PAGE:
Category Theory with Applications in Functional Programming: Ph.D. Course, October 2009
This course aims at giving you a solid introduction to category theory, and to apply concepts from category theory to gain insights in some advanced notions within functional programming.
This is a 2 ECTS Ph.D. course within the Computer Science and Engineering programme at the Doctoral School of Technology and Science at Aalborg University.
"Why should I listen to you?"
Through this course you will gain insight in the basic concepts of category theory, an organizing paradigm increasingly used in many areas of computer science and mathematics. This will hopefully help you to be more structured in your research and to avoid pitfalls. You will also gain an understanding of modern functional programming and its relations to other fields.
The course will take place on the following four days in October 2009, each day from 9:00 to 15:00:
- Thursday 1 October
- Wednesday 7 October
- Wednesday 21 October
- Wednesday 28 October
The course will subsume four kinds of activity: lectures and exercises in category theory, and lectures and exercises in functional programming. In the beginning we will do more category theory, and in the end the functional programming part will have more weight.
Lectures and exercises in category theory will be given and supervised by Uli Fahrenberg; those in functional programming by Rene R. Hansen.
In order to pass the course, we will require you to present the solution of a selected exercise to the other course participants. More details on this during the first lecture.
- Categories, duality, functors
- Natural transformations, adjunctions
- Universality, limits, co-limits
- Monads, algebras, co-monads, co-algebras
- Examples, examples, examples; from computer science and mathematics
- Introduction to Haskell
- Advanced constructions in Haskell
- Monads in functional programming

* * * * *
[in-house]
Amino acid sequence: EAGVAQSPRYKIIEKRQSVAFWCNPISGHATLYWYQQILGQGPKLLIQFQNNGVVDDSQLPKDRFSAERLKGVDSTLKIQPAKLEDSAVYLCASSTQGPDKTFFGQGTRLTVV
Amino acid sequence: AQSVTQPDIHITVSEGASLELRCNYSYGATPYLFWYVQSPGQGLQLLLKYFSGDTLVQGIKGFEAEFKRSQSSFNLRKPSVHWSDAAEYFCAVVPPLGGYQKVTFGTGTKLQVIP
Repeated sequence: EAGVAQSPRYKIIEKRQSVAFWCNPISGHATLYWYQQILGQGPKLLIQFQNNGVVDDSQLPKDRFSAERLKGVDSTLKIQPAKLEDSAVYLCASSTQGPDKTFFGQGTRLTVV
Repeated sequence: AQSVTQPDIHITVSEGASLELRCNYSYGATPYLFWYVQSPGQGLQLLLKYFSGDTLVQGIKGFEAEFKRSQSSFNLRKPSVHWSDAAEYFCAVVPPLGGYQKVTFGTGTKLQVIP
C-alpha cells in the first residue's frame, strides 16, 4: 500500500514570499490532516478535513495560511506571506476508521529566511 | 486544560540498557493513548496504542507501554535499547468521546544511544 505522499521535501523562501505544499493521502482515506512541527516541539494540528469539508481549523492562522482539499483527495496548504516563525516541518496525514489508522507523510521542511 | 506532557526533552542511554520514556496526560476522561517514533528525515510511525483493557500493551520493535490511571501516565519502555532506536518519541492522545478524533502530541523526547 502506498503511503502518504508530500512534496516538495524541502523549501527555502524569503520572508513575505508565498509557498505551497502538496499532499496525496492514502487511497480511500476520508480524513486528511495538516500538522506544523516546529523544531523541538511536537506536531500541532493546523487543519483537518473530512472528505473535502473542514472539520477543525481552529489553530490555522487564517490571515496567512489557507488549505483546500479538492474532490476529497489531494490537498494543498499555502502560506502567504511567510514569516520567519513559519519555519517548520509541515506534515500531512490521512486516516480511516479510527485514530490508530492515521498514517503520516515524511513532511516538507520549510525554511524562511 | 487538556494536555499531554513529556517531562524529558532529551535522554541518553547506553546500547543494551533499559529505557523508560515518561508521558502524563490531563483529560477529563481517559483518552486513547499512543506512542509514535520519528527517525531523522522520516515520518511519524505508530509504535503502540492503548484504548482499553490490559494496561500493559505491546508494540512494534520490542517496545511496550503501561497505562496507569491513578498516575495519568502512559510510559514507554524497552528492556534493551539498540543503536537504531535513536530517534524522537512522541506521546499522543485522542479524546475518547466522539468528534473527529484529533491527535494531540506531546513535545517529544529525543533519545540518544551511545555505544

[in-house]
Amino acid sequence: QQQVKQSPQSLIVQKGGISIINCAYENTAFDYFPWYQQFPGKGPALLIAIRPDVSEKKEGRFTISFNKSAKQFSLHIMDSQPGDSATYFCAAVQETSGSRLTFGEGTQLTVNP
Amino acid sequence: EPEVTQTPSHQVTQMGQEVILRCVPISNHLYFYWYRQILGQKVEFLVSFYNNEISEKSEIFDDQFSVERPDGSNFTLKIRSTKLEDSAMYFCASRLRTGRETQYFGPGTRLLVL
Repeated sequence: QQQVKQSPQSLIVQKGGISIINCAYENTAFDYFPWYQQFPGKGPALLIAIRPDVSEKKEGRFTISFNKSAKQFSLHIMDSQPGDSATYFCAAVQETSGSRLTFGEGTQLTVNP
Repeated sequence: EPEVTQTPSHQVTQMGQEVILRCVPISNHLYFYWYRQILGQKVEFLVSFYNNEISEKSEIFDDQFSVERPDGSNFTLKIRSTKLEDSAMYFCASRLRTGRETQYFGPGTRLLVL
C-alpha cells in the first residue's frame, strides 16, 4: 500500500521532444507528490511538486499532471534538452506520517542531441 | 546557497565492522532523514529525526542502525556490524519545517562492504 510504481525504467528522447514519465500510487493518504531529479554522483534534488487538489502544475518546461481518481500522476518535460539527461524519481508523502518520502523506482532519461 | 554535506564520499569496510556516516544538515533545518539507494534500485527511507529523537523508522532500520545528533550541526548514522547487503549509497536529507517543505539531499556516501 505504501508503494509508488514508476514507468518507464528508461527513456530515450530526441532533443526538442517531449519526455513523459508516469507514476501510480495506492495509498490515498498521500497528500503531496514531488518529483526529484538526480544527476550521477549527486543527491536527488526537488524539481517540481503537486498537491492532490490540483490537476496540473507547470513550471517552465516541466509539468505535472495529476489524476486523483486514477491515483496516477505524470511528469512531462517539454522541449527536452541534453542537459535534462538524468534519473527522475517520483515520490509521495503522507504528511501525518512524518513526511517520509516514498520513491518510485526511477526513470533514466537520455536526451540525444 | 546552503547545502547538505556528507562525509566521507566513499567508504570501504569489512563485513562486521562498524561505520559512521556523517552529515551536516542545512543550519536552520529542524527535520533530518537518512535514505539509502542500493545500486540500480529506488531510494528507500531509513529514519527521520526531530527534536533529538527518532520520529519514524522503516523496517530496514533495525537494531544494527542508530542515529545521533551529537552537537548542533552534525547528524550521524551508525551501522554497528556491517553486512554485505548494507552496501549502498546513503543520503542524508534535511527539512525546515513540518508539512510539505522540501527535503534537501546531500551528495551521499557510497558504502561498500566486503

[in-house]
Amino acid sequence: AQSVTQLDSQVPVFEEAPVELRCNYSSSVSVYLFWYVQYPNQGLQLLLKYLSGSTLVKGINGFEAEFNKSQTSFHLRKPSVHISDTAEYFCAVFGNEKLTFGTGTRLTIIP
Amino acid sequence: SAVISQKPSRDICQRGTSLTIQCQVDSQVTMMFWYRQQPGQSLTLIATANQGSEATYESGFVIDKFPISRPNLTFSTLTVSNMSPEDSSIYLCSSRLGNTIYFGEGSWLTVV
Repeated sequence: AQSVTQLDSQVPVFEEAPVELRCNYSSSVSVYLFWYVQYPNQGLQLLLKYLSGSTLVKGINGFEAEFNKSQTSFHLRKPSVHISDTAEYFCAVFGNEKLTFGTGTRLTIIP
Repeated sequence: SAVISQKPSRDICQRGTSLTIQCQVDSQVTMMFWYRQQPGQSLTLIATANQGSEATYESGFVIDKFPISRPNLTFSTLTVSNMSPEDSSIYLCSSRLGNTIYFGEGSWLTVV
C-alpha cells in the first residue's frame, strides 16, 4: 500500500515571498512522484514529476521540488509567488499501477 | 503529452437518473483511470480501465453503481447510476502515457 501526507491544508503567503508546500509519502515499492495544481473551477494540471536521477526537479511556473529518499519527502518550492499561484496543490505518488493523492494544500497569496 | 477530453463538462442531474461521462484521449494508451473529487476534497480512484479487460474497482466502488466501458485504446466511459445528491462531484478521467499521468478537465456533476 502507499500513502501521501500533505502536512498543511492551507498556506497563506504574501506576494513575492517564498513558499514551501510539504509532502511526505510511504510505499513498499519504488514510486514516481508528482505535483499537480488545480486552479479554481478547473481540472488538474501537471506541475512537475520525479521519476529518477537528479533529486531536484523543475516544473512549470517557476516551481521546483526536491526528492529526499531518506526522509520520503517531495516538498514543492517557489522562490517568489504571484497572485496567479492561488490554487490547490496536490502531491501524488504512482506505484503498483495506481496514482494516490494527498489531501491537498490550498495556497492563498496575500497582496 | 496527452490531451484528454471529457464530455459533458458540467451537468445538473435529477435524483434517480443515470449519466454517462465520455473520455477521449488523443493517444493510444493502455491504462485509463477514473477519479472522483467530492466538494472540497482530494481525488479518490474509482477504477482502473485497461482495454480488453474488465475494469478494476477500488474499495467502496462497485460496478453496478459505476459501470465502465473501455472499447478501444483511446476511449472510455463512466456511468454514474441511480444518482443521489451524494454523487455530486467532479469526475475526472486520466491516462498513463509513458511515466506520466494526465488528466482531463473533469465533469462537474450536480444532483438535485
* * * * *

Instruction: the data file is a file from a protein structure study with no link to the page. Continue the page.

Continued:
For the category theory part of the course, we will use the following as a basic textbook:
We will also make use of material from the following sources:
We will make copies from these books available if needed. Also, for the numerous examples of categorical structures and constructions in the course we will read other material; more about this later.
For the functional programming part of the course, we will mainly use the following:
We will additionally make use of the following sources:
- First day programme
- Second day programme
- Third day programme
- Fourth day programme
Material for further study
Below follows a list of topics and material which can guide you further in exploring the land of categories and functional programming:
- Cartesian closed categories. These are a special kind of categories which are important for applications in computer science. They are covered in Pierce Section 3.1 and Mac Lane Section 4.6.
- Closely related is the more advanced notion of monoidal categories, which are categories with an extra "tensor" product. These are covered in Mac Lane Chapter 7; especially interesting for computer scientists is Mac Lane Section 7.7.
- Galois connections are a concept heavily used in static analysis, especially abstract interpretation. Essentially these are adjoint functors between preorder categories. They are introduced in Mac Lane Section 4.5.
- Following up on Winskel-Nielsen's important work on the category of transition systems, the notion of open maps gives a categorical characterization of bisimulation. The standard reference on this is
- Categorical formalisms and bisimulation-via-open-maps are useful for relating different formalisms. For timed automata for example, there is a notion of open maps in
- The notion of co-monads and co-algebras, dual to the one of monads and algebras, gives a different view on formal models. Essentially, a given formal model can be seen as a co-algebra for some functor, and bisimulation can be explained via co-induction to the final co-algebra. The standard reference is